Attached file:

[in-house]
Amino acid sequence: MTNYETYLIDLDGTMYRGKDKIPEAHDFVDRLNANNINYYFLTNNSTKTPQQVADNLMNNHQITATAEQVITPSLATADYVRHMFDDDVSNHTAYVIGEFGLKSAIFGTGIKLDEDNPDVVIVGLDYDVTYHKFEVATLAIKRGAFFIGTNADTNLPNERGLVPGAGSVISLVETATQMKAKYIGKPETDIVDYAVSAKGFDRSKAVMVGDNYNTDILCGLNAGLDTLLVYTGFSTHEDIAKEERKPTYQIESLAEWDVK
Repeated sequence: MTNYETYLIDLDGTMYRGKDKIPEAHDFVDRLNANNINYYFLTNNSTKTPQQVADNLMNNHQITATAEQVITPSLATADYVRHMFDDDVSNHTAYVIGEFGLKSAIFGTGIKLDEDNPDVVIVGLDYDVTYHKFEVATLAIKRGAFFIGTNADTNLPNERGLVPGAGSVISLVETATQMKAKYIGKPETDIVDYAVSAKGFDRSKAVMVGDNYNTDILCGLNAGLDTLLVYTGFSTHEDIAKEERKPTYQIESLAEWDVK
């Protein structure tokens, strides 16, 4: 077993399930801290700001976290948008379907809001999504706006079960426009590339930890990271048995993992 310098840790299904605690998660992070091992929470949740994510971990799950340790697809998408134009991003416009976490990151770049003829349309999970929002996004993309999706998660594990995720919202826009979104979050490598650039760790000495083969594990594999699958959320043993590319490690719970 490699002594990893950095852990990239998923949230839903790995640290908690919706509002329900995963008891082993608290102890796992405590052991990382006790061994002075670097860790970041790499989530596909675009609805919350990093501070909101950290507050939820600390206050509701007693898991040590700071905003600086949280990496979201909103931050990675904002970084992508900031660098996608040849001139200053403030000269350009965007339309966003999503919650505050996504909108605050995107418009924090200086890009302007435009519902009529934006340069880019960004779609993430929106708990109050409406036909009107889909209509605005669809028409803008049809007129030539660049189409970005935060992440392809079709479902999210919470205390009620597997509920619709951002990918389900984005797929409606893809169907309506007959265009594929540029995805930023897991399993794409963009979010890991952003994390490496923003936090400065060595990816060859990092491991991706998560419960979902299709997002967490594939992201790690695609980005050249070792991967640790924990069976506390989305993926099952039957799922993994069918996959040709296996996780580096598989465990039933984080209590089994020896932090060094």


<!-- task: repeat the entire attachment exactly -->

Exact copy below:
[in-house]
Amino acid sequence: MTNYETYLIDLDGTMYRGKDKIPEAHDFVDRLNANNINYYFLTNNSTKTPQQVADNLMNNHQITATAEQVITPSLATADYVRHMFDDDVSNHTAYVIGEFGLKSAIFGTGIKLDEDNPDVVIVGLDYDVTYHKFEVATLAIKRGAFFIGTNADTNLPNERGLVPGAGSVISLVETATQMKAKYIGKPETDIVDYAVSAKGFDRSKAVMVGDNYNTDILCGLNAGLDTLLVYTGFSTHEDIAKEERKPTYQIESLAEWDVK
Repeated sequence: MTNYETYLIDLDGTMYRGKDKIPEAHDFVDRLNANNINYYFLTNNSTKTPQQVADNLMNNHQITATAEQVITPSLATADYVRHMFDDDVSNHTAYVIGEFGLKSAIFGTGIKLDEDNPDVVIVGLDYDVTYHKFEVATLAIKRGAFFIGTNADTNLPNERGLVPGAGSVISLVETATQMKAKYIGKPETDIVDYAVSAKGFDRSKAVMVGDNYNTDILCGLNAGLDTLLVYTGFSTHEDIAKEERKPTYQIESLAEWDVK
């Protein structure tokens, strides 16, 4: 077993399930801290700001976290948008379907809001999504706006079960426009590339930890990271048995993992 310098840790299904605690998660992070091992929470949740994510971990799950340790697809998408134009991003416009976490990151770049003829349309999970929002996004993309999706998660594990995720919202826009979104979050490598650039760790000495083969594990594999699958959320043993590319490690719970 490699002594990893950095852990990239998923949230839903790995640290908690919706509002329900995963008891082993608290102890796992405590052991990382006790061994002075670097860790970041790499989530596909675009609805919350990093501070909101950290507050939820600390206050509701007693898991040590700071905003600086949280990496979201909103931050990675904002970084992508900031660098996608040849001139200053403030000269350009965007339309966003999503919650505050996504909108605050995107418009924090200086890009302007435009519902009529934006340069880019960004779609993430929106708990109050409406036909009107889909209509605005669809028409803008049809007129030539660049189409970005935060992440392809079709479902999210919470205390009620597997509920619709951002990918389900984005797929409606893809169907309506007959265009594929540029995805930023897991399993794409963009979010890991952003994390490496923003936090400065060595990816060859990092491991991706998560419960979902299709997002967490594939992201790690695609980005050249070792991967640790924990069976506390989305993926099952039957799922993994069918996959040709296996996780580096598989465990039933984080209590089994020896932090060094």